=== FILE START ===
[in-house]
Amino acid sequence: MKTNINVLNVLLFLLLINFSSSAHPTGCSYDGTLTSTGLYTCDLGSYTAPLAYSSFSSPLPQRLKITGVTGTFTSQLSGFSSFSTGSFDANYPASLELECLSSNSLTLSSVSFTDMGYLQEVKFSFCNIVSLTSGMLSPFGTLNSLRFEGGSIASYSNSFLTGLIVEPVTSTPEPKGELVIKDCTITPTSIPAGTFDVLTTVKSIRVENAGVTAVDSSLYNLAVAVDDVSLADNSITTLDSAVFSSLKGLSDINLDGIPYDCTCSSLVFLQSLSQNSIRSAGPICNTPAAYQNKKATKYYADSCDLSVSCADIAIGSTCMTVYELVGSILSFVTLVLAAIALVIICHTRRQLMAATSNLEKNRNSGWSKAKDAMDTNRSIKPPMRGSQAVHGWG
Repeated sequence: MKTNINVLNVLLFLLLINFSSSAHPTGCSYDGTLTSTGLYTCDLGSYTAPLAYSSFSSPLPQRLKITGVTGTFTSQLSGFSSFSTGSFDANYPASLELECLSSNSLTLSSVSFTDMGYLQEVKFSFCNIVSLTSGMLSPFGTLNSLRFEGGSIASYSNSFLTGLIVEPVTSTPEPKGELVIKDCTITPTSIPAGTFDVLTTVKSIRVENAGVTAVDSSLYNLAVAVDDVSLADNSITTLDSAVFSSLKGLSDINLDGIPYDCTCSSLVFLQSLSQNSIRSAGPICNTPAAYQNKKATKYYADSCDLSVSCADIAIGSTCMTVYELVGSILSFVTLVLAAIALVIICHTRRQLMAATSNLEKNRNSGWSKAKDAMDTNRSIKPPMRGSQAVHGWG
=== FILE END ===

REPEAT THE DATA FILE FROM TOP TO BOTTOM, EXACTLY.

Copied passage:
[in-house]
Amino acid sequence: MKTNINVLNVLLFLLLINFSSSAHPTGCSYDGTLTSTGLYTCDLGSYTAPLAYSSFSSPLPQRLKITGVTGTFTSQLSGFSSFSTGSFDANYPASLELECLSSNSLTLSSVSFTDMGYLQEVKFSFCNIVSLTSGMLSPFGTLNSLRFEGGSIASYSNSFLTGLIVEPVTSTPEPKGELVIKDCTITPTSIPAGTFDVLTTVKSIRVENAGVTAVDSSLYNLAVAVDDVSLADNSITTLDSAVFSSLKGLSDINLDGIPYDCTCSSLVFLQSLSQNSIRSAGPICNTPAAYQNKKATKYYADSCDLSVSCADIAIGSTCMTVYELVGSILSFVTLVLAAIALVIICHTRRQLMAATSNLEKNRNSGWSKAKDAMDTNRSIKPPMRGSQAVHGWG
Repeated sequence: MKTNINVLNVLLFLLLINFSSSAHPTGCSYDGTLTSTGLYTCDLGSYTAPLAYSSFSSPLPQRLKITGVTGTFTSQLSGFSSFSTGSFDANYPASLELECLSSNSLTLSSVSFTDMGYLQEVKFSFCNIVSLTSGMLSPFGTLNSLRFEGGSIASYSNSFLTGLIVEPVTSTPEPKGELVIKDCTITPTSIPAGTFDVLTTVKSIRVENAGVTAVDSSLYNLAVAVDDVSLADNSITTLDSAVFSSLKGLSDINLDGIPYDCTCSSLVFLQSLSQNSIRSAGPICNTPAAYQNKKATKYYADSCDLSVSCADIAIGSTCMTVYELVGSILSFVTLVLAAIALVIICHTRRQLMAATSNLEKNRNSGWSKAKDAMDTNRSIKPPMRGSQAVHGWG